“Is this a bad time?”
“No, it’s a good time and a good place” I replied to Charles Lysaght. I was just setting out for a cycle about the boreens of Louisburgh, Co Mayo. I was on holiday and had just got as far as the Main Street when I took the call. It was July 2020. We chatted for a while. At my request Charles had agreed to provide some background information on Lord Talbot of Malahide and in particular Lord Talbot’s sister the Honourable Rose Talbot, who was better known to him, and the Talbot connections to Malahide Cricket Club.
We agreed to meet up and continue our conversation when the worst of Covid-19 had passed, maybe in a month or two’s time!
Three years later in July 2023 we resumed our chat in Charles’s back garden in Merrion over a pot of tea on a fresh, sunny morning.
CL “I met Rosie, as she was known, through an English family friend of hers when I was working in London in the 1960’s. Subsequently, especially after I returned to work in Ireland in 1970, I was invited to lunch and dinner parties in Malahide Castle. They were splendid occasions with a mixture of ambassadors, their own circle of gentry and others; they liked to invite young people to mix the generations.
Rosie was very hospitable. Among the people I met at her home were Taoiseach Jack Lynch, whom she liked very much, and North of Ireland Prime Minister Terence O’Neill and their respective wives. I don’t remember her brother Milo attending these parties; he had his own circle. They were both shy and rather reserved.”
In 1948 Milo Talbot had succeeded a cousin as Lord Talbot of Malahide. He and his younger sister Rose, who had been born and brought up in England, took up residence in Malahide Castle circa 1950 but Milo was abroad much of the time serving as ambassador in Laos and in the Foreign Office in London until he resigned in 1958.
The Talbot association with Malahide goes back as far as the 12th century when King Henry II rewarded Sir Richard de Talbot, a young knight of French descent from Normandy with a grant of lands around Malahide in 1185.
Malahide Cricket Club was established in 1861 by the Honourable Richard Talbot, later Lord Talbot of Malahide, grandfather of Milo and Rose and played its home games on the grounds of the Malahide Castle demesne. The Club colours, black and gold, and the crest and motto Forte et Fidele are taken from the Talbot Coat of Arms.
CL “Rosie was more interested in cricket than Milo. She would go to London every year to attend the Lords Test. I think she sometimes went down from the Castle to the Malahide games. I recall that she was very friendly with one of the Hughes family. She believed her father had been involved in the early days of the cricket club in Malahide. That is possible as he was born in 1854 and brought up at Malahide before departing for a career overseas in the Army; he married late and was in his late 50’s, early 60’s when Milo  and Rosie  were born.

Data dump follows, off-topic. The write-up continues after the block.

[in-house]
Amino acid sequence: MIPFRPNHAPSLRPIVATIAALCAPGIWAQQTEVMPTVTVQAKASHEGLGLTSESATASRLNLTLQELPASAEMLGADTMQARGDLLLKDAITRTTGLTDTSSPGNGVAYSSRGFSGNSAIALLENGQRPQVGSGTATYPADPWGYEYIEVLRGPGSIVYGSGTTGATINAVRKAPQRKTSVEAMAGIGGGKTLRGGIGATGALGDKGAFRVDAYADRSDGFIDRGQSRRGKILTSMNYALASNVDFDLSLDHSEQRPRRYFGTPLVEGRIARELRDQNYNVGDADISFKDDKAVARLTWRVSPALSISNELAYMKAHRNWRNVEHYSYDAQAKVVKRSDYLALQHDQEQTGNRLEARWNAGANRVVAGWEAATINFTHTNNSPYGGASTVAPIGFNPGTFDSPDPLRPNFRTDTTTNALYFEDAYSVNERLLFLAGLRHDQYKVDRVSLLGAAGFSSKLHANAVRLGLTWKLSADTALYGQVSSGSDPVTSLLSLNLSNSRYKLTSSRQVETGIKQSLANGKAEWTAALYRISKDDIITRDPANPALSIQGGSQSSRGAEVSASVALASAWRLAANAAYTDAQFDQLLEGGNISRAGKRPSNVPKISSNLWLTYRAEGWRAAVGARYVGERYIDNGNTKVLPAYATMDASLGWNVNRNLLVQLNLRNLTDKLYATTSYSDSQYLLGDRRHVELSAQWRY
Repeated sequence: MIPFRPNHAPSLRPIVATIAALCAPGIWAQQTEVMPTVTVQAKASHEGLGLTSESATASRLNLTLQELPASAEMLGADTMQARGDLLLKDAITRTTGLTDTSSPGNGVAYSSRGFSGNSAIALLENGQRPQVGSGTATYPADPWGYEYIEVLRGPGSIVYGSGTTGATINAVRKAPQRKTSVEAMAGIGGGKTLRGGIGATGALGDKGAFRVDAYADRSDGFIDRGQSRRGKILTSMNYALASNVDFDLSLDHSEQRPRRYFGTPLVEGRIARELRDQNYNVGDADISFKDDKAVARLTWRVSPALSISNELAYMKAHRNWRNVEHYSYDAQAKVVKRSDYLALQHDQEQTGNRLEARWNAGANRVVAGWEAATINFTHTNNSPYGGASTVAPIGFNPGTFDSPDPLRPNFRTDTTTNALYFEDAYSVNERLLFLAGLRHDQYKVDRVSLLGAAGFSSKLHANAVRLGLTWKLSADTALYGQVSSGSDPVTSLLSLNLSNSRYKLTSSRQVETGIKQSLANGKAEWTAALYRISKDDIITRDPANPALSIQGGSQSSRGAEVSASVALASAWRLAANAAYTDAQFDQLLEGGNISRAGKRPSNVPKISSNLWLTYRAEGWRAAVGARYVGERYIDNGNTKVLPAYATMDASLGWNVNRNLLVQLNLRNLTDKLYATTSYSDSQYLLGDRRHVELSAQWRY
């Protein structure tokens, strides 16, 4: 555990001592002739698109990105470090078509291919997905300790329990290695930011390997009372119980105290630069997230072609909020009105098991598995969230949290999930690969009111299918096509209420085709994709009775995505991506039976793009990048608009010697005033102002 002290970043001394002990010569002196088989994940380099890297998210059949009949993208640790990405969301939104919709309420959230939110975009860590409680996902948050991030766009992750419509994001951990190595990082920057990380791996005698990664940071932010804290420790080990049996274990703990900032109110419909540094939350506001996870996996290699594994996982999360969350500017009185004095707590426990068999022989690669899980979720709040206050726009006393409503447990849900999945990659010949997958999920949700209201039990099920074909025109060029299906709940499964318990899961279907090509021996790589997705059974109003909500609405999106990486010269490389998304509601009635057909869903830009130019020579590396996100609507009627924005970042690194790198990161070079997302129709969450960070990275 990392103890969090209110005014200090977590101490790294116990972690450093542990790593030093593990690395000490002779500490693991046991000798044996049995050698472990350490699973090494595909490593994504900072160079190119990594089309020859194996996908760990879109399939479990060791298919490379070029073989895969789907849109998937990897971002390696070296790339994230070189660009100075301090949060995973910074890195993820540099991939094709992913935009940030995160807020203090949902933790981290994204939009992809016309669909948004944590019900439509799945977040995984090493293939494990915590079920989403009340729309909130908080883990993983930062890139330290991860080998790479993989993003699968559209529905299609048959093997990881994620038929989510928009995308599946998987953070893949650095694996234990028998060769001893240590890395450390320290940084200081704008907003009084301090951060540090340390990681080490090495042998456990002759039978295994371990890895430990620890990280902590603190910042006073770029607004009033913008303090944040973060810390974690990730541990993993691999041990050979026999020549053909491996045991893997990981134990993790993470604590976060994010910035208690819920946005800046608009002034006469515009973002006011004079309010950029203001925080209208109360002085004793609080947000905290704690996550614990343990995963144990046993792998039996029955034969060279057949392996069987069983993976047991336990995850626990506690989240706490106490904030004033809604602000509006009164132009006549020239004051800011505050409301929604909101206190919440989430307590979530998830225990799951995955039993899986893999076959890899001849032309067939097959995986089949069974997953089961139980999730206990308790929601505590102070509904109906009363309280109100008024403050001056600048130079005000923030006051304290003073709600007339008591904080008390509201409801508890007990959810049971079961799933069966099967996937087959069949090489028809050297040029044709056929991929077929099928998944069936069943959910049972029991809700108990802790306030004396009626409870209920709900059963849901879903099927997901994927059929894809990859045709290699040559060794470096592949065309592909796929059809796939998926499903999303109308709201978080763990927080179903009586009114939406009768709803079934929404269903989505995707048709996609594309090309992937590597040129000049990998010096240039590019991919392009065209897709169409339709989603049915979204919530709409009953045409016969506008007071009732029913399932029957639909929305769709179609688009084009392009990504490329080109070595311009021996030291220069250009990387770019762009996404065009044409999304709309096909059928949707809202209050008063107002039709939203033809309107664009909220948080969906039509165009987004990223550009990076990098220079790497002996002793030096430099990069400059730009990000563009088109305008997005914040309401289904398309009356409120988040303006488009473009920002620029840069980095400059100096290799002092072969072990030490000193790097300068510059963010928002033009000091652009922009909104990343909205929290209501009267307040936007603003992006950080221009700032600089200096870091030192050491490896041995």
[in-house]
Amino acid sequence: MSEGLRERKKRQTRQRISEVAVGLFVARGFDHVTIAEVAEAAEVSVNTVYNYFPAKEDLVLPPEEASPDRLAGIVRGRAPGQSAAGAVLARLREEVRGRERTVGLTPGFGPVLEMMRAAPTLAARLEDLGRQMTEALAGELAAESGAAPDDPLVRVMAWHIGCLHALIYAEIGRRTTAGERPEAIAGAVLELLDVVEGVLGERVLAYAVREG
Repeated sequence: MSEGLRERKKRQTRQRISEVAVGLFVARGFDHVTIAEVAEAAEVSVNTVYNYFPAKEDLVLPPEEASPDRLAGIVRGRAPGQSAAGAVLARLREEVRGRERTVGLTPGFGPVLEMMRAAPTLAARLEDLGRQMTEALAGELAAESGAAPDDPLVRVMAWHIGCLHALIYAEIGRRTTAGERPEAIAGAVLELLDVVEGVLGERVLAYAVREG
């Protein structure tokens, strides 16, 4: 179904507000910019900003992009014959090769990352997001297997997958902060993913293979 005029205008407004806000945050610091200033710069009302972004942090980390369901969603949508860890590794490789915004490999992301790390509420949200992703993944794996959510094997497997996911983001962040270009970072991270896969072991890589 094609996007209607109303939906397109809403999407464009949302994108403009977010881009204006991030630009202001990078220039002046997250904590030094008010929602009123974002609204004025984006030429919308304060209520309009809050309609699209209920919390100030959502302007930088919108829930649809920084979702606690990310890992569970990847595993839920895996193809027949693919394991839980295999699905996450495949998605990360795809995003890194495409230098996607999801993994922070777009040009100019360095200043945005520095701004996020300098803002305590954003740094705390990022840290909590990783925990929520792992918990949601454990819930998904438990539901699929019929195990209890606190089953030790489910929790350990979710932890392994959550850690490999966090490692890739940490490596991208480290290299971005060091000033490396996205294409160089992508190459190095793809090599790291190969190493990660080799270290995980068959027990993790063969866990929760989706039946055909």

Milo and Rosie did not get on that well living together, although she idolised him. She moved out of the Castle in the 1960’s to Dun Laoghaire. She had a house opposite the golf course where she entertained regularly.
In the early 1970’s Milo entered negotiations with Jack Lynch’s government to hand over the Castle to become a residence for the Taoiseach. He didn’t see the Malahide property on 270 acres as having a future for his successors and envisaged their living on the family estate in Tasmania where there was a holding of approximately 23,000 acres. The estate in Tasmania is called Malahide [in a region called Fingal].”
Milo had been an undergraduate at Cambridge in the 1930’s and knew Guy Burgess, Donald Maclean, Kim Philby and Anthony Blunt who became part of a deadly Soviet spy ring within the British Foreign Office. Guy Burgess was Milo’s history tutor. Anthony Blunt, who was not unmasked until 1979, remained a friend and visited Milo on many occasions in Malahide Castle.
Milo died suddenly and unexpectedly from a heart attack on 14th April 1973 aged 60 while on a cruise ship off the Greek Islands.
CL “When Milo died in 1973 Rosie moved back into the Castle. Even though they had their differences Rosie was devastated by his death. She wanted to fulfil her brother’s wish, which was to hand over Malahide Castle to the State and keep the Tasmanian holding, so she offered the Castle to the State in lieu of the very substantial death duties. There had been a change in government and the new government led by Liam Cosgrave with Richie Ryan as minister for finance did not accept the offer. As a result the contents of the Castle were put up for sale in an auction and scattered. Matt McNulty, the head of Bord Failte, persuaded Dublin County Council to buy the Castle and demesne. Otherwise, it could have been sold off piecemeal. It was opened as a public amenity in 1978. Rosie moved to live in Tasmania to oversee the estate there. She took an extended holiday in these islands every summer.
Before the sale of the Castle, Rosie had the idea of raising a cricket team to play a match against the village i.e. Malahide cricket club. She asked me to organise and captain her team. As it was a Saturday it was not possible to get Dublin club cricketers. I put together a side recruited mainly from Meath County Cricket Club for whom I played at the time. One of our best players was Andrew Bonar Law, a Trinity graduate who was the grandson of the British Prime Minister in the early 1920s. Morgan Dockrell and Richard Whaley also turned out. Our star on the day was Richard Arundell who was heir apparent to the Barony of Talbot of Malahide and who is now the current Lord Talbot of Malahide. He was in his final year in Stonyhurst at the time. He scored more than fifty and was very popular with everybody. Rosie held a reception afterwards in the Castle for all who played in the game.